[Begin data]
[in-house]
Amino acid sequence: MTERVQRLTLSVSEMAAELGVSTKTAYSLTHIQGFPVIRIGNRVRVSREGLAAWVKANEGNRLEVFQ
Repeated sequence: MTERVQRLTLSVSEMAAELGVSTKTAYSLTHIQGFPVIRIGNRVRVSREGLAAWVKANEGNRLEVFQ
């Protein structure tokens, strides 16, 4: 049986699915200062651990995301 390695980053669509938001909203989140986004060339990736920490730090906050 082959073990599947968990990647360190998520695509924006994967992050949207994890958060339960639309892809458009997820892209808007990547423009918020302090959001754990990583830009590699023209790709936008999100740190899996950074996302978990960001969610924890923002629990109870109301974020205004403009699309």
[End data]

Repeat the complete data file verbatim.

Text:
[in-house]
Amino acid sequence: MTERVQRLTLSVSEMAAELGVSTKTAYSLTHIQGFPVIRIGNRVRVSREGLAAWVKANEGNRLEVFQ
Repeated sequence: MTERVQRLTLSVSEMAAELGVSTKTAYSLTHIQGFPVIRIGNRVRVSREGLAAWVKANEGNRLEVFQ
């Protein structure tokens, strides 16, 4: 049986699915200062651990995301 390695980053669509938001909203989140986004060339990736920490730090906050 082959073990599947968990990647360190998520695509924006994967992050949207994890958060339960639309892809458009997820892209808007990547423009918020302090959001754990990583830009590699023209790709936008999100740190899996950074996302978990960001969610924890923002629990109870109301974020205004403009699309």